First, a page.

Why are in-house lawyers limited to working only for their particular employer?
* “[T]he ‘superstar’ model of Supreme Court advocacy marketing is prevailing”: recent Supreme Court litigation has been dominated by Biglaw and boutiques, and five of them handled about half of last term’s cases. [WSJ Law Blog]
* It’s not a “done deal” yet, but Albany Law School is in serious talks with the University at Albany to form an affiliation by the end of the year. There’s been no word on whether Albany Law would remain a stand-alone school under the yet-to-be inked arrangement. [Albany Business Review]
* The dismissal of lawsuits concerning allegedly deceptive employment statistics at several Chicago-area law schools was affirmed by an Illinois appeals court. ::insert sad trombone here:: [National Law Journal]
* If you’re still thinking about applying to law school for some reason, you might find these tips on what not to write in a personal statement to be useful. [Law Admissions Lowdown / U.S. News & World Report]
* Amanda Bynes, one of our favorite fading starlets who was already on probation, was arrested this weekend on a DUI charge after stopping her car in the middle of an intersection. [Los Angeles Times]
There’s good news for some Bingham partners, and bad news for others.
* Now that we know Eric Holder is resigning, there’s been speculation as to where he’ll go next. The obvious choice is a return to Covington & Burling, but he could still surprise everyone. [National Law Journal]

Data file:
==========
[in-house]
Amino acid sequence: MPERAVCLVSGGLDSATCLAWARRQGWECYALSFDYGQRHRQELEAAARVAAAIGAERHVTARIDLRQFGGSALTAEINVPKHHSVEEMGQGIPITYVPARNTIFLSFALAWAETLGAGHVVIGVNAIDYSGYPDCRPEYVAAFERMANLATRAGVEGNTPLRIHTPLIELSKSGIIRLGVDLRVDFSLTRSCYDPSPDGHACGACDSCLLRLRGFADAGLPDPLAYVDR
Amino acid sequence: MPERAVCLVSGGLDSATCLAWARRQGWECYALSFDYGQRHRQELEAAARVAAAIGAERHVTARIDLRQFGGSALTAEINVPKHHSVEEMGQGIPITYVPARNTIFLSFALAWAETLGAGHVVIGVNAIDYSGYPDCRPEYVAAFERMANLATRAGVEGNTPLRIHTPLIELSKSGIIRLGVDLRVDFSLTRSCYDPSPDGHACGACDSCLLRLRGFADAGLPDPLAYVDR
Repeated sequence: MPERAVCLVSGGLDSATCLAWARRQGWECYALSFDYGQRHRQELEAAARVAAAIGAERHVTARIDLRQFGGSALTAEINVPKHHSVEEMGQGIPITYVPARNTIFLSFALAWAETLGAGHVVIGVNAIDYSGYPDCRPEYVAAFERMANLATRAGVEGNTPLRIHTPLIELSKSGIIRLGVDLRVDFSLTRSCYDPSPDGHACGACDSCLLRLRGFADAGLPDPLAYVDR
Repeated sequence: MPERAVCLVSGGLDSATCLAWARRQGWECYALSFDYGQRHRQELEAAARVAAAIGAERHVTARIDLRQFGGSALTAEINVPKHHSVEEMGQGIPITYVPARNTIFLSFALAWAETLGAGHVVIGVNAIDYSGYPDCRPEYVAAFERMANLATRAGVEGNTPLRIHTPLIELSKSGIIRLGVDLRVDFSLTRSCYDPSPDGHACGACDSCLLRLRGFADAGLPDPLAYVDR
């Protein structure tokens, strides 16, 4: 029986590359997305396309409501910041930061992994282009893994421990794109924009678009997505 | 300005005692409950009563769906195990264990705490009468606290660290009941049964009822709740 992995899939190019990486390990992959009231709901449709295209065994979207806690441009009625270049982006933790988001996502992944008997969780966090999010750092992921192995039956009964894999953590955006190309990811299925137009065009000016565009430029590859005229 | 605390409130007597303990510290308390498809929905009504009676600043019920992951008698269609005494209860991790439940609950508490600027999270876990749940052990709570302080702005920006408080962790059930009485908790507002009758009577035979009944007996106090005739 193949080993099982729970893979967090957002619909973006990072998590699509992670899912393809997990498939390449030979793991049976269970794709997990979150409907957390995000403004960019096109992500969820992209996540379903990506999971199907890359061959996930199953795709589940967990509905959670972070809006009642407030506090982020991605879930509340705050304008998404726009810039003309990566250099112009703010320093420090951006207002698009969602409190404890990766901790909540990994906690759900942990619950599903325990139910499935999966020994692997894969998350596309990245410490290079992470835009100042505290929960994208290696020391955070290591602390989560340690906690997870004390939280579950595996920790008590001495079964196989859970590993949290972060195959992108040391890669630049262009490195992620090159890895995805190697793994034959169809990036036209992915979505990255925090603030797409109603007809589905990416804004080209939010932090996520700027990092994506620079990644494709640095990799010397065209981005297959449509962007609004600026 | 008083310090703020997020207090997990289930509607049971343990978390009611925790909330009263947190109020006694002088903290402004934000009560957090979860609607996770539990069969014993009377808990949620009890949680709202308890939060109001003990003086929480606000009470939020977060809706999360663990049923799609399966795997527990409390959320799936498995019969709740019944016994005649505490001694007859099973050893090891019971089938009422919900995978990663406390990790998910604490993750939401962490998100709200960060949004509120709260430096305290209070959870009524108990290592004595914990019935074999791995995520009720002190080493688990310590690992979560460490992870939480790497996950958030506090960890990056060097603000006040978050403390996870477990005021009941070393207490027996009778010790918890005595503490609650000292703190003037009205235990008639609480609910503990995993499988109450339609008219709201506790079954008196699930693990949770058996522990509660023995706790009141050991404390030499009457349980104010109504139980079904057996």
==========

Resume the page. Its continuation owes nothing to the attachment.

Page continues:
* “Judicial campaign cash is burning a hole in the Constitution.” State court judges are pumping money into their election campaigns, and some have been left to wonder about its true price. [New York Times]
* Details have emerged as to conditions that must be met for Bingham McCutchen’s proposed merger with Morgan Lewis: partner promises, de-equitizations, and forgivable loans, oh my! [Reuters (sub. req.)]
* In the wake of Dean Makau Mutua’s decision to step down at Buffalo Law, a “deep rift” among faculty has been brought to light. The school’s future doesn’t seem as “bright” as we were one told. [Buffalo News]
* A former law student who was falsely identified as a porn star on the radio had her day in court and pulled out a win. Here’s the money shot: she’s walking away with $1 million in damages. [Kansas City Star]
Something the two firms don’t have in common? The direction they’ve been heading in….
Phone calls, emails, meetings — columnist Keith Lee asks, what is the point of it all?
In a practice that involves highly confidential matters, it is important to chose a recruiter that is servicing your needs and not their own.
Which rapper is helping this small law firm make it rain?
The New York City office of Epstein Becker & Green seeks an attorney to work at the level of a fourth to sixth year associate to join its national employer-side labor and employment practice. Knowledge of the full range of federal and state employment statutes, prior litigation experience, and experience and knowledge with matters involving all aspects of labor and employment law, including discrimination, wrongful discharge, harassment, wage & hour and employment contract cases is needed.